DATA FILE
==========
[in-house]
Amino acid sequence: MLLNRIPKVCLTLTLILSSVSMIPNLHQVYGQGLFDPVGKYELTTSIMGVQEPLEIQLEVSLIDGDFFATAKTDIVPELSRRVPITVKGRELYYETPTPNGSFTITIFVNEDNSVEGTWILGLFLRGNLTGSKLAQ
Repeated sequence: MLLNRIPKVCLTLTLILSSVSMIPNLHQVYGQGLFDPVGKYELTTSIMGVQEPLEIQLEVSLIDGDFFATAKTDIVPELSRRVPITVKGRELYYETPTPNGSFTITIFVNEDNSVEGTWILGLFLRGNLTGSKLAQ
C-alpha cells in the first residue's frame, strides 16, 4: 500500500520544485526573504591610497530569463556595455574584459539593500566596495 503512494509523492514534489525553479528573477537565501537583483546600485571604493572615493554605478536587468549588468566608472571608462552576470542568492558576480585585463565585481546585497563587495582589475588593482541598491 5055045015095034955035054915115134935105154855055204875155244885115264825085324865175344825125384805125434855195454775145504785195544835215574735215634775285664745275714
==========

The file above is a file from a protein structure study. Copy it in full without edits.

[in-house]
Amino acid sequence: MLLNRIPKVCLTLTLILSSVSMIPNLHQVYGQGLFDPVGKYELTTSIMGVQEPLEIQLEVSLIDGDFFATAKTDIVPELSRRVPITVKGRELYYETPTPNGSFTITIFVNEDNSVEGTWILGLFLRGNLTGSKLAQ
Repeated sequence: MLLNRIPKVCLTLTLILSSVSMIPNLHQVYGQGLFDPVGKYELTTSIMGVQEPLEIQLEVSLIDGDFFATAKTDIVPELSRRVPITVKGRELYYETPTPNGSFTITIFVNEDNSVEGTWILGLFLRGNLTGSKLAQ
C-alpha cells in the first residue's frame, strides 16, 4: 500500500520544485526573504591610497530569463556595455574584459539593500566596495 503512494509523492514534489525553479528573477537565501537583483546600485571604493572615493554605478536587468549588468566608472571608462552576470542568492558576480585585463565585481546585497563587495582589475588593482541598491 5055045015095034955035054915115134935105154855055204875155244885115264825085324865175344825125384805125434855195454775145504785195544835215574735215634775285664745275714